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24th March 2022
Two cardiac biomarkers, cardiac troponin I and N-terminal pro-brain-type natriuretic peptide (NT-proBNP), although independently associated with an increased risk of incident cardiovascular events (CV) in patients with psoriasis disease, offer no additional benefit when added to cardiovascular risk stratification tools. This was the finding of a longitudinal study by researchers from the Women’s College Hospital, Toronto, Canada.
Patients with both psoriasis and psoriatic arthritis, collectively referred to as psoriasis disease, have an increased risk of cardiovascular disease. For instance, one meta-analysis found that patients with psoriatic arthritis had a 43% increased risk of cardiovascular diseases compared with the general population. Furthermore, among those with psoriasis, but without the inflammatory arthritis, there is also an apparent higher risk of both cardiovascular disease and cardiovascular risk factors, although only among those with more severe disease. While part of the reason behind this increased risk of cardiovascular disease can be explained due to the presence of traditional risk factors such as smoking, physical inactivity etc, patients with psoriasis have been shown to have increased vascular, subcutaneous and hepatic inflammation.
The use of population-based risk algorithms like the Framingham Risk Score (FRS) are widely used in risk stratification for the development of CV events, such algorithms may underestimate long term risk of major adverse cardiac events in psoriasis patients.
Elevated levels in the general population of the cardiac biomarker high cardiac troponin is associated with increased CVD risk. In addition, among older people with type 2 diabetes, NT-proBNP was strongly associated with subsequent risk of all cardiovascular disease events. Moreover, elevated NT-proBNP levels have a mortality predictive value in patients with rheumatoid arthritis. While both cardiac troponin I and NT-proBNP are useful cardiac biomarkers in the general population, whether the two markers add value for the risk stratification of patients with psoriasis disease is uncertain.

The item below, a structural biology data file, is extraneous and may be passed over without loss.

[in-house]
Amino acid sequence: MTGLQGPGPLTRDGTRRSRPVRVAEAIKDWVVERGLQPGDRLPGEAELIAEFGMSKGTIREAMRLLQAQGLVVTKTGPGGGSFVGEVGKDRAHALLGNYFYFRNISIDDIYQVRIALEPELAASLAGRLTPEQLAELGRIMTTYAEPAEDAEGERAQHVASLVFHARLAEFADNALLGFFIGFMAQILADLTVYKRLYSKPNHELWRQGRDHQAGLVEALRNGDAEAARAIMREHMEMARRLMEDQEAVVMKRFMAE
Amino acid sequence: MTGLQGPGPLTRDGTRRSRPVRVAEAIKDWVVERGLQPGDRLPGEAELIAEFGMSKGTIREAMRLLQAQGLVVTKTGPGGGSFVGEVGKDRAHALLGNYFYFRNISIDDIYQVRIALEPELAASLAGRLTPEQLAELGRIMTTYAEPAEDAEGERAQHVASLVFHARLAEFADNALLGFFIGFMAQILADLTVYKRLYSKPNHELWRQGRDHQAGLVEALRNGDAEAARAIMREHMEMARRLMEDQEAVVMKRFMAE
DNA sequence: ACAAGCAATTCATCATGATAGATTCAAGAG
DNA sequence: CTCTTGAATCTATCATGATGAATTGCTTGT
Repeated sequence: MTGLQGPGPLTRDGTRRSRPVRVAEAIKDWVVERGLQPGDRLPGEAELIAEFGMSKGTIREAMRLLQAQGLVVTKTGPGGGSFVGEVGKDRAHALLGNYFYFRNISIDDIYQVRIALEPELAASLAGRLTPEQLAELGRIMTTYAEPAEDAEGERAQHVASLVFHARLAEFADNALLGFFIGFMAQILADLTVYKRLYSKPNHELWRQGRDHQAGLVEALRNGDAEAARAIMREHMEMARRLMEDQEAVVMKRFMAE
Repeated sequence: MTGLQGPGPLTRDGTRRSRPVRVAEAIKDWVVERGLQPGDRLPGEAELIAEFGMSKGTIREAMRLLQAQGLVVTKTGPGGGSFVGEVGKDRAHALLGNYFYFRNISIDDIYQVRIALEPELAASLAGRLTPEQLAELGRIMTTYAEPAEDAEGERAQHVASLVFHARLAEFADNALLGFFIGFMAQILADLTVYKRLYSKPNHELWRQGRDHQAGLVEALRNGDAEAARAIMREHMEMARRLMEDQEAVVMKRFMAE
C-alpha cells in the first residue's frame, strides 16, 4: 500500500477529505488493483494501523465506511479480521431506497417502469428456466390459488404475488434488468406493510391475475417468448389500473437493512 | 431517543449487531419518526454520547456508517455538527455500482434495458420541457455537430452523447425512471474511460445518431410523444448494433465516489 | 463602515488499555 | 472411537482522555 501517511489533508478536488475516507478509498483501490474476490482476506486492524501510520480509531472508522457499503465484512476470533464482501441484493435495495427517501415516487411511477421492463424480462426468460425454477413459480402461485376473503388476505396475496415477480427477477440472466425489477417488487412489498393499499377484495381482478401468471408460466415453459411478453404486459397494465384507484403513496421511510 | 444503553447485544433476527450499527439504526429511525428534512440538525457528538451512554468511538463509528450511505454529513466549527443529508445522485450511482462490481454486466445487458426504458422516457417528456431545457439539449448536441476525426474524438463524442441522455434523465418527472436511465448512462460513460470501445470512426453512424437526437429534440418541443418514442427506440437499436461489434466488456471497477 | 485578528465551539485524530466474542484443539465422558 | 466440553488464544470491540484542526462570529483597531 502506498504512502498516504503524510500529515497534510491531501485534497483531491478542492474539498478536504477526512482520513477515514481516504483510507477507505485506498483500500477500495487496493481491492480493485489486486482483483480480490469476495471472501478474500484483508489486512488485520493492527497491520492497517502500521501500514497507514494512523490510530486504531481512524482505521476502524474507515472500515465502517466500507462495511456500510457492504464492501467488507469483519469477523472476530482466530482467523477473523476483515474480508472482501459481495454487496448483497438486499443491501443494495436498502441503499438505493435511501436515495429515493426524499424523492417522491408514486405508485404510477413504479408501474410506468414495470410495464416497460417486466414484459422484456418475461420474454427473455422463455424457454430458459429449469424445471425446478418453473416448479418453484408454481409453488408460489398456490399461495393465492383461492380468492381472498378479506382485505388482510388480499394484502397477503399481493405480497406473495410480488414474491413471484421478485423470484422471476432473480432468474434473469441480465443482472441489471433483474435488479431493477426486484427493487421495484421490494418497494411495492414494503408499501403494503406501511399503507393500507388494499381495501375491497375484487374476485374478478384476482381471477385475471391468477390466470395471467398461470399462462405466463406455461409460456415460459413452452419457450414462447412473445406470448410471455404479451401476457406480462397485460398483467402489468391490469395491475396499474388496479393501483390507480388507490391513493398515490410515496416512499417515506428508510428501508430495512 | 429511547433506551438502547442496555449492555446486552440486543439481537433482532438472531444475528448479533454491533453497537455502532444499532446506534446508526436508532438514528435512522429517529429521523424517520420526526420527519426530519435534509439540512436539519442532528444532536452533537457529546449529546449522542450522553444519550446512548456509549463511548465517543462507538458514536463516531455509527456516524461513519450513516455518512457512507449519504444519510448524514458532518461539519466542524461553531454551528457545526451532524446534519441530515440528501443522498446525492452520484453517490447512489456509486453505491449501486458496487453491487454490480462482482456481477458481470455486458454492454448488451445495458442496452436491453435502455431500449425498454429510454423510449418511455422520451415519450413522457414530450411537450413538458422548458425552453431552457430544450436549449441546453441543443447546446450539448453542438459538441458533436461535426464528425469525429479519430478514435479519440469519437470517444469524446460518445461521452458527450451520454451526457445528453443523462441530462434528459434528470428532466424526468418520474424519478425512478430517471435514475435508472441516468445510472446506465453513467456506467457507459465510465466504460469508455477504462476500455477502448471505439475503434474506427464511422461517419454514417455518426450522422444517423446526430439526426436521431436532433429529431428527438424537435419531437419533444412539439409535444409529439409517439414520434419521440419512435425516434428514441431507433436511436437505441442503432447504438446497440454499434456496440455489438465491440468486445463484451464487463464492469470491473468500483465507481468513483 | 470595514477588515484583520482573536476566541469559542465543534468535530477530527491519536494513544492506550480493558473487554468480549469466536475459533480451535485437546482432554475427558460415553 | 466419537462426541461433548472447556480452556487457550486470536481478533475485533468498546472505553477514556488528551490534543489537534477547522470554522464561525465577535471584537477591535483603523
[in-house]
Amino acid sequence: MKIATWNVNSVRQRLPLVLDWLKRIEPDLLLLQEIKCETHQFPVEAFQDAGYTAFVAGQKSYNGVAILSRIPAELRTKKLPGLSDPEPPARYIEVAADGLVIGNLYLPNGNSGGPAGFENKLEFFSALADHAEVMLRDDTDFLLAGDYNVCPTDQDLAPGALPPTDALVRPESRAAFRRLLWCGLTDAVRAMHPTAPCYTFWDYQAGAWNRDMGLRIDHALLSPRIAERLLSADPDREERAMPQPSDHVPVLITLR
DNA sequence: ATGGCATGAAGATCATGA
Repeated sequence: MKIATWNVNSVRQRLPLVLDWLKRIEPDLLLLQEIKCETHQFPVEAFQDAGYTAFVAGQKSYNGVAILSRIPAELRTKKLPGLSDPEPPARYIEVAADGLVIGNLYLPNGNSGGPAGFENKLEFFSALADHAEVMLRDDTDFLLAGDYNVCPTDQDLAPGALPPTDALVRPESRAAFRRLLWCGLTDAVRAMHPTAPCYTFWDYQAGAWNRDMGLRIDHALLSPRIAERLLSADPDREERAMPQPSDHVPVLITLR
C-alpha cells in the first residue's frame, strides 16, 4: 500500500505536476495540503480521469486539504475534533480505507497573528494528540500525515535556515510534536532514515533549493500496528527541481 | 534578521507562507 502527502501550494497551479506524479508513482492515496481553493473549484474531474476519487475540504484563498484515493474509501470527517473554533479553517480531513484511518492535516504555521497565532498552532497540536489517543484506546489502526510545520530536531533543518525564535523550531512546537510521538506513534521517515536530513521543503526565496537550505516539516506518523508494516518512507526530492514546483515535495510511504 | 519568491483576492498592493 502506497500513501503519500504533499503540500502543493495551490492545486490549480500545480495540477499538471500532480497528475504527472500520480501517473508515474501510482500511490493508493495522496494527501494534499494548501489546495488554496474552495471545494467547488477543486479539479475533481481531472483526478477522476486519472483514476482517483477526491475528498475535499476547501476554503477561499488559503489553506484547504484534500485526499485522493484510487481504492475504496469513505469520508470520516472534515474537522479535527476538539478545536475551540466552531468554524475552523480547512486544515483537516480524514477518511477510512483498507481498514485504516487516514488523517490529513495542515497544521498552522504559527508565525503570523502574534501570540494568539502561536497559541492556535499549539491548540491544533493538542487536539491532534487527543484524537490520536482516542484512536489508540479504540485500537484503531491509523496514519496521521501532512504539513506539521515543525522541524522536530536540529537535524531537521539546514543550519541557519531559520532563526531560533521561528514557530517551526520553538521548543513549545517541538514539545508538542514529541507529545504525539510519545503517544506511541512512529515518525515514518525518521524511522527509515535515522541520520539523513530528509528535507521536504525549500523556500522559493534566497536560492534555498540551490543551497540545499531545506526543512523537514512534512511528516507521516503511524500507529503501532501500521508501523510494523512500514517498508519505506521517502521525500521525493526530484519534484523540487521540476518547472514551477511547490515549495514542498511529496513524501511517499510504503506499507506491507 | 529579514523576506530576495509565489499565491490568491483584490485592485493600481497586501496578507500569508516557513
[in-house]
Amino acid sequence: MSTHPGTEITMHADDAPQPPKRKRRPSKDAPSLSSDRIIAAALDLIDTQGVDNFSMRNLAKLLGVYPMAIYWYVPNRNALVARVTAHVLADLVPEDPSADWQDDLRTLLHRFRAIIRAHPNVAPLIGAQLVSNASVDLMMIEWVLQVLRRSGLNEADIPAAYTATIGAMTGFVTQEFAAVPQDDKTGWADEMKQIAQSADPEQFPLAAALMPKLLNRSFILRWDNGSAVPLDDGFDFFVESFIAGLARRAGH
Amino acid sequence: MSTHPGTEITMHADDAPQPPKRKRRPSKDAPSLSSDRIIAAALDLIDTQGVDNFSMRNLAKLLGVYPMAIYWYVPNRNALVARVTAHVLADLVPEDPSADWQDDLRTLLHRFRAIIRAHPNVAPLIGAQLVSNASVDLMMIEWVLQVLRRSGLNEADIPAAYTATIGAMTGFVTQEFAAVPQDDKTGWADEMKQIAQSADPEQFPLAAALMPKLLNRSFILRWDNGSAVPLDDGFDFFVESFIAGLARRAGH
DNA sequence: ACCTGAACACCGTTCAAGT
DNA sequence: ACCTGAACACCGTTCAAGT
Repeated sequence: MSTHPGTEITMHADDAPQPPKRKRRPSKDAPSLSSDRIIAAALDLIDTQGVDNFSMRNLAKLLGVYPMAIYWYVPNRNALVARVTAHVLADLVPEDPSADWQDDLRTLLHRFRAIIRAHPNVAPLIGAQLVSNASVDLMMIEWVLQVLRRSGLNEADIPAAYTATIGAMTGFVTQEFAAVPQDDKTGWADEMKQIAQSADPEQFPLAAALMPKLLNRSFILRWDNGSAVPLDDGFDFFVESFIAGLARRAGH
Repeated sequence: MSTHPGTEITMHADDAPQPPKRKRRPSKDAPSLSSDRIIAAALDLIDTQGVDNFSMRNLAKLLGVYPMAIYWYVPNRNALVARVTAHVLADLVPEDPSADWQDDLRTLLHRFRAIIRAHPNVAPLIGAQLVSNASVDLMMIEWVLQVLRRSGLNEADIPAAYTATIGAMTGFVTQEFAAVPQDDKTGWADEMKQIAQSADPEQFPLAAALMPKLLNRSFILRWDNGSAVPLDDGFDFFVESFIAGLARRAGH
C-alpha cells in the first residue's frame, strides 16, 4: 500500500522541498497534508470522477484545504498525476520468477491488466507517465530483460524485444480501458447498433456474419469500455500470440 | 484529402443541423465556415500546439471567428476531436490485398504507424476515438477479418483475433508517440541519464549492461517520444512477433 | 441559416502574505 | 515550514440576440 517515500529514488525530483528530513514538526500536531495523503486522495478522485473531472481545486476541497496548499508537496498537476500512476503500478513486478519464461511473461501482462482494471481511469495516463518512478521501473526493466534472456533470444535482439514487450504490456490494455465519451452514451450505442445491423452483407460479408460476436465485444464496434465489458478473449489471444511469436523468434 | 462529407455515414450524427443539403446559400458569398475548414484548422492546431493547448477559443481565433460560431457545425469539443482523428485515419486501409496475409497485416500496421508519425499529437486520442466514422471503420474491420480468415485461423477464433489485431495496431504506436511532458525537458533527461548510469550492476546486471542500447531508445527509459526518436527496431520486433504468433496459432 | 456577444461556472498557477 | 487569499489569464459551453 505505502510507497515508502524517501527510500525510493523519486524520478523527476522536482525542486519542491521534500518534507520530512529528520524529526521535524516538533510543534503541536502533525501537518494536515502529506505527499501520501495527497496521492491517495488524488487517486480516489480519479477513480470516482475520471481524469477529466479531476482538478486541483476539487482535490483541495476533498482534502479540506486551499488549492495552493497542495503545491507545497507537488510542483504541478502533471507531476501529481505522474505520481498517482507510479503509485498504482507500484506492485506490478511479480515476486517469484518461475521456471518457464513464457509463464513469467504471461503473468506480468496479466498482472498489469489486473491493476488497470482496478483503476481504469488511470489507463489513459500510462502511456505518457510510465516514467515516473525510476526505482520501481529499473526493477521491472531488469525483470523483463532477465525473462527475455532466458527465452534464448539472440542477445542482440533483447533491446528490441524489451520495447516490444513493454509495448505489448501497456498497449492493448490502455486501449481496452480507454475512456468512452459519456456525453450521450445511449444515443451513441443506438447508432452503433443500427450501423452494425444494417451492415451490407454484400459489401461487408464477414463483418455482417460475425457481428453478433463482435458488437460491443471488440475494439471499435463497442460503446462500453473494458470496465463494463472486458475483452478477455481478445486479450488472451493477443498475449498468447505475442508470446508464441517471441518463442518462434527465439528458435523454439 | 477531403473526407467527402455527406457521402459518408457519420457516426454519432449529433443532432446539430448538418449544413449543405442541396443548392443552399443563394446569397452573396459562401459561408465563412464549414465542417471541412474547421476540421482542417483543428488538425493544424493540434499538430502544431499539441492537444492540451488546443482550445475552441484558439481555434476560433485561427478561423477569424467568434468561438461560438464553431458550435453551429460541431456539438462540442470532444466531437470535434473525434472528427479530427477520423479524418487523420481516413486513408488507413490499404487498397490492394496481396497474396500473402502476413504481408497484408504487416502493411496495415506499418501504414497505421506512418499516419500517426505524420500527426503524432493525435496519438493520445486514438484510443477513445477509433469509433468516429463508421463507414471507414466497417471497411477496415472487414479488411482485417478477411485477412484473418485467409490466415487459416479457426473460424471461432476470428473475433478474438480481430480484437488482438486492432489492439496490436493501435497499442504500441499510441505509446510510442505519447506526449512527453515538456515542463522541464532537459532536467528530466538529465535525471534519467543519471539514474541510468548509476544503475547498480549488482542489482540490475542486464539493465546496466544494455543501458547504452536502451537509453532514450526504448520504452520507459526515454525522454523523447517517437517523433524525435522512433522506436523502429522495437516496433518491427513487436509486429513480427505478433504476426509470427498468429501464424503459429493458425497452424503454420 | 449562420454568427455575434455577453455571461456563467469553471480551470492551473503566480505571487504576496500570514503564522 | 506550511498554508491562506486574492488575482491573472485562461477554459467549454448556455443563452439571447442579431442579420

For the present study, the researchers evaluated the association between cardiac troponin I and NT-proBNP and a marker of CV risk, the presence and progression of carotid atherosclerosis, assessed by the carotid total plaque area (TPA). They recruited patients with psoriasis disease and a cohort who had undertaken a baseline and subsequent carotid ultrasound assessment of atherosclerosis. For all participants, Framingham risk scores, which includes several factors such as age, gender, smoking status, systolic blood pressure, diabetes etc were calculated, to estimate their 10-year risk of CV. The researchers set the primary end point as the occurrence of the first CV event which was a composite outcome including angina, myocardial infarction, ischaemic cerebrovascular accident and cardiovascular death.
Cardiac biomarkers and CV events
A carotid ultrasound was performed on 358 individuals and the mean duration of follow-up was 3.69 years. After adjustment for CV risk factors, the association between baseline TPA and cardiac troponin I remained significant but not for NT-proBNP. However, this association was no longer significant for atherosclerosis progression.
During a follow-up of 7.1 years there were 64 incident CV events, giving a rate of 0.90 events per 100 person-years. Both cardiac troponin I (hazard ratio, HR = 3.02, 95% CI 1.12 – 8.16) and NT-proBNP (HR = 2.02, 95% CI 1.28 – 3.18) were significantly associated with CV events per one standard deviation increase.